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Assistant Pro­fessor of Chem­istry Courtney Meyet (left), Haley Banovetz ’16 (middle), and Kate Wierenga ’16 (right). Banovetz and Wierenga were stu­dents in Meyet’s Advanced Organic Syn­thesis class.
Courtney Meyet | Courtesy

At one of the largest sci­en­tific con­fer­ences of the year, Assistant Pro­fessor of Chem­istry Courtney Meyet pre­sented research carried out by her Advanced Organic Syn­thesis class and spoke about the unique format of the class at the 254th National Meeting and Expo­sition of the American Chemical Society.

Her pre­sen­ta­tions were two of nearly 9,400 pre­sen­ta­tions given during the con­ference, which was held in Wash­ington, D.C., Aug. 20 – 24, according to the American Chemical Society.

The research focused on the process of syn­the­sizing two types of mol­e­cules: allenes, which can be a useful tool for building other chemical com­pounds, and propar­gy­lamine, which can have phar­ma­ceu­tical appli­ca­tions. The project, carried out in spring 2016, examined the dif­ferent con­di­tions for a set of reac­tions used to syn­thesize propar­gy­lamine and allenes in order to find ways to exclu­sively syn­thesize one com­pound or the other, rather than make a mixture of the two.

In a series of pre­sen­ta­tions about chemical edu­cation, Meyet also spoke about the class format, which sought to sim­ulate graduate-level research in an under­graduate setting, she said. The class con­sisted of 13 Hillsdale stu­dents, all but one of whom have since grad­uated and gone on to graduate school or a career in chem­istry.

“When I entered grad school, I felt pre­pared, but I noticed other stu­dents were not,” Meyet said. “I wanted my own stu­dents to have the proper prepa­ration.”

In the class, each student was respon­sible for a portion of the chem­istry and looked at vari­ables such as  tem­per­ature, the con­cen­tration of dif­ferent com­pounds used in the reaction, and which com­pounds pro­duced the largest amount of the desired end product. The stu­dents also par­tic­i­pated in weekly brain­storming meetings, gave pre­sen­ta­tions, and designed and wrote about their portion of the project.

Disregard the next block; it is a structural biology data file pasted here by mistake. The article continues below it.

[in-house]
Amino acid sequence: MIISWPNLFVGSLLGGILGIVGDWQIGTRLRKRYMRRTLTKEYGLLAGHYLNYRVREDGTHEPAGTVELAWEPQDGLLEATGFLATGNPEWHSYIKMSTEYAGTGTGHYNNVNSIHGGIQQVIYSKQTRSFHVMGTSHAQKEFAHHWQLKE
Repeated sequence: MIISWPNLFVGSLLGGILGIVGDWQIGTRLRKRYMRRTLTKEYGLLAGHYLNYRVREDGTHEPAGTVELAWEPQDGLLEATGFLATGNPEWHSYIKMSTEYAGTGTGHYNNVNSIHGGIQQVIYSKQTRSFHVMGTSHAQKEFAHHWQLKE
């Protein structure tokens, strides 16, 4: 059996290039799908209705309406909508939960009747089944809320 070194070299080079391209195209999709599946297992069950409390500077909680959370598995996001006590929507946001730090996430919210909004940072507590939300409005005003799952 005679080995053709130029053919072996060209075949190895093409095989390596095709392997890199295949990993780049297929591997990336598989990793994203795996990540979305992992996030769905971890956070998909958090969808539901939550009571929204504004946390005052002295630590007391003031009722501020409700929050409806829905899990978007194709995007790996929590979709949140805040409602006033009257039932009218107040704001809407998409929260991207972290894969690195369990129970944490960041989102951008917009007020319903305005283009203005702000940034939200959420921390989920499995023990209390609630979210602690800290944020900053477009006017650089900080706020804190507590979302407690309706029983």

Meyet said these stu­dents’ efforts in the class had a trickle-down effect for other stu­dents in the department, and helped improve the pre­sen­ta­tions in the chem­istry department’s weekly research seminar, which were similar to the pre­sen­ta­tions they gave during the Advanced Organic Syn­thesis class.

“They were able to lift up the dis­cus­sions in our seminar,” Meyet said. “Other stu­dents, even those not in the class, had even gotten into that culture of par­tic­i­pation in the chem­istry.”

Meyet said she is in the process of writing a paper about the research, and plans to submit it for pub­li­cation in a sci­en­tific journal once it is com­plete.

She also said the ACS meeting allowed dis­cus­sions of pos­sible mech­a­nisms respon­sible for the chem­istry she pre­sented on.

Haley Banovetz ’16 took the class in her final semester at Hillsdale before attending graduate school to study organic chem­istry and said the class helped prepare her for the pre­sen­ta­tions and work she does as a part of her current research project.

“The structure allowed us to really take control of the project as a class,” Banovetz said. “I think having that only fur­thered my interest in going to grad school. The pre­sen­ta­tions you give in her class are very similar to those you have to give in grad school.”